Christopher Tenove

Scholars
2008
Mentor(s): 
Study program:
Postdoctoral Research Fellow, Centre for Ethics and the Munk School of Global Affairs, University of Toronto
Current affiliation:
Munk School of Global Affairs
Localisation:

Christopher is a Postdoctoral Research Fellow at the Centre for Ethics and the Munk School of Global Affairs at the University of Toronto. 

Political scientist and journalist Chris Tenove, a 2008 Trudeau scholar, studies international human rights and humanitarian issues by analyzing the relationship between organizations and the people they are supposed to benefit. He has conducted extensive research on the International Criminal Court and other tribunals, looking at how they engage with and affect victims of international crimes. In addition to his academic studies, Tenove has contributed to news media, including Macleans, The Walrus, The Globe and Mail, CBC Radio, Radio Netherlands, This American Life, and Readers’ Digest.

Chris Tenove has recently completed a Ph.D. in Political Science at the University of British Columbia and is now a Postdoctoral Research Fellow at the University of Toronto. His research brought together international relations and democratic theory to explore the democratic possibilities of global governance institutions and to trace the relationship between global justice and the political empowerment of individuals and communities. His dissertation focused on the evolution of international criminal justice, and the evolving relationship between international criminal tribunals and victims of mass violence. His research had also been supported by the Social Sciences and Humanities Research Council, by a grant from the Africa Initiative Graduate Research Exchange, and by UBC's Liu Institute for Global Issues.

Before he began doctoral studies, Chris was an award-winning freelance journalist working in Canada and abroad. He has contributed to media such as Maclean's, The Walrus, The Globe and Mail, The Tyee, CBC Radio, This American Life, and the Radio Netherlands World Service.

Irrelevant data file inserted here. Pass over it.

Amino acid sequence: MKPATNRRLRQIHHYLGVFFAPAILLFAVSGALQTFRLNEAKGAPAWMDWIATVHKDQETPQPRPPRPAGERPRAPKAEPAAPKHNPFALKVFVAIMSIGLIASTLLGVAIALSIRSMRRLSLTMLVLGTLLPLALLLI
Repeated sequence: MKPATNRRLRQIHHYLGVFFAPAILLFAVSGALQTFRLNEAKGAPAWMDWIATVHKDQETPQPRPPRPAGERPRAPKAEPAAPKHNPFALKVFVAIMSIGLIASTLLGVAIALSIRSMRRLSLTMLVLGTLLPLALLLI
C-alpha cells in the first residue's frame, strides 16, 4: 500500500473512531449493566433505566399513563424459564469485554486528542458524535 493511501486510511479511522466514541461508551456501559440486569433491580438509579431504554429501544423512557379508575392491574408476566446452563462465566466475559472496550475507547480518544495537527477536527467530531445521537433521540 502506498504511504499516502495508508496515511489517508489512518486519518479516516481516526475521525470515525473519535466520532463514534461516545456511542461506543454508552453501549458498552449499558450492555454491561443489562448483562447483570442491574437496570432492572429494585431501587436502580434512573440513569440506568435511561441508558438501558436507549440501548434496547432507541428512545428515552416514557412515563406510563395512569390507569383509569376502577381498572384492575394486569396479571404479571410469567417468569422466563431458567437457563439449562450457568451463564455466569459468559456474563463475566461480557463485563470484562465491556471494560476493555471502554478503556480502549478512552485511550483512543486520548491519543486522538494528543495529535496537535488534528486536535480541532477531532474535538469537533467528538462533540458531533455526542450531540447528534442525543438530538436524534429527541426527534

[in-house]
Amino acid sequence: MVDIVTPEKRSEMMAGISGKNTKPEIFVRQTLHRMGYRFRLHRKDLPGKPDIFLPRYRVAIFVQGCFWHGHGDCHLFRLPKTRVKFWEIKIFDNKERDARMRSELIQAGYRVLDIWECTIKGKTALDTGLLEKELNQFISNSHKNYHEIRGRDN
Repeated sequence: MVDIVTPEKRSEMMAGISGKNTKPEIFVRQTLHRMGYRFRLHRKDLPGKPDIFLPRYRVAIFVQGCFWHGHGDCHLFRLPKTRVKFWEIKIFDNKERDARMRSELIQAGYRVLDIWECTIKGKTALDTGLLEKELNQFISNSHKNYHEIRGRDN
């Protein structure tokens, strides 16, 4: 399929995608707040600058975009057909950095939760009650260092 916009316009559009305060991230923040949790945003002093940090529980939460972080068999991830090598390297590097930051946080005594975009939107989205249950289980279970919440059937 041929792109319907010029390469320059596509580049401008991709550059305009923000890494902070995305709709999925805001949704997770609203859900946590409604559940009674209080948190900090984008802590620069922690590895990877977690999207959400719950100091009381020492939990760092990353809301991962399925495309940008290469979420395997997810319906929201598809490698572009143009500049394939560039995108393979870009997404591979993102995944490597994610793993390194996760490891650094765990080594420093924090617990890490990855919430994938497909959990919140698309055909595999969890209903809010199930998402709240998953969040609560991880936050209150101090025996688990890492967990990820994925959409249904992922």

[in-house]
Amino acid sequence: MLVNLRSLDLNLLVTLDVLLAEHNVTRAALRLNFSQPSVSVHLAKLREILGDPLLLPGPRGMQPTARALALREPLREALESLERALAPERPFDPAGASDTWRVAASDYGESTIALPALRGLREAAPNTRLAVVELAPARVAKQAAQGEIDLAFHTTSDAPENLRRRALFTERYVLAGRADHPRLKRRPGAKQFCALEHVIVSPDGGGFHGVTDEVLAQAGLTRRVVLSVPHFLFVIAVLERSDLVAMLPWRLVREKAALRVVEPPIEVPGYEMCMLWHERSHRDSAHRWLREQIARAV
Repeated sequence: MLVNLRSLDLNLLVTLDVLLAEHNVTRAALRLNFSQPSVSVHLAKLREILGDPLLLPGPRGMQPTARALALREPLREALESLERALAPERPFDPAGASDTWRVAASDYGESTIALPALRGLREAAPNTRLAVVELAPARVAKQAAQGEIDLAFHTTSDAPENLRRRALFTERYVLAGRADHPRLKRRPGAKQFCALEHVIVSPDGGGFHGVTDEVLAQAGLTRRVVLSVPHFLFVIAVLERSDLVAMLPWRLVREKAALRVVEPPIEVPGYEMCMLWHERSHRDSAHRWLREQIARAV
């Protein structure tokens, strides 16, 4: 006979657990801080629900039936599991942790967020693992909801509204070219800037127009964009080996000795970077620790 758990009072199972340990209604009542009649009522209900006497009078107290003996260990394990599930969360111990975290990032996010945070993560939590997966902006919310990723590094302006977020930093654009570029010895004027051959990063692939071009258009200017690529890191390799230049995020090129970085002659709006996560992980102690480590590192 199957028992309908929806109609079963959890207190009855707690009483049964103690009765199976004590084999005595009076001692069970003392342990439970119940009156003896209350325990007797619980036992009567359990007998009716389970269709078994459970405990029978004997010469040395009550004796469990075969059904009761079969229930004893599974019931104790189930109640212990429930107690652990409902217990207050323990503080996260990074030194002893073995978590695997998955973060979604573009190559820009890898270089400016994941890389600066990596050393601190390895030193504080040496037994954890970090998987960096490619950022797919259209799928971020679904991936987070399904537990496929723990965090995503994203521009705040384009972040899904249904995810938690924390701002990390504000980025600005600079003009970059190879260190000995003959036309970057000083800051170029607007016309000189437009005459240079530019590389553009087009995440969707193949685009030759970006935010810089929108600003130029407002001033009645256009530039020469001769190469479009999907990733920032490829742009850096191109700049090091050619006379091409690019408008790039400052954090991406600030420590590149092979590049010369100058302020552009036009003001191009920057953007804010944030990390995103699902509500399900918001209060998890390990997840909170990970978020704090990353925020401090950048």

Experience as a Trudeau Scholar

Doctoral studies can do funny things to people. They can confine a previously well-rounded person to an extremely narrow tranche of research; they can keep a productive person at a subsistence income for years on end; and they can force a publicly-engaged person to step away from active involvement in the issues and events of the day. I was concerned with these issues when I stepped away from my career as a journalist to do doctoral studies. The Trudeau Scholarship offered a remedy. The financial support, including travel funding, enabled me to go to Cambodia, Uganda, The Hague and elsewhere, to learn from survivors of mass violence and from political elites. The 'Trudeau Foundation community' provided an antidote to the forced specialization of doctoral studies. I was introduced to scholars conducting varied and critical research, to artists and elders, to Ottawa power-brokers and occasionally to representatives of our country's peripheries. To attend a conference of the Trudeau Foundation can feel like being at a nerve centre, receiving pulses of information and insight from around the world. They are exhilarating. Finally, the Trudeau Foundation, and the people I met through it, strengthened my ethos of public engagement and public responsibility. I believe that the program made me a better citizen as well as a better scholar.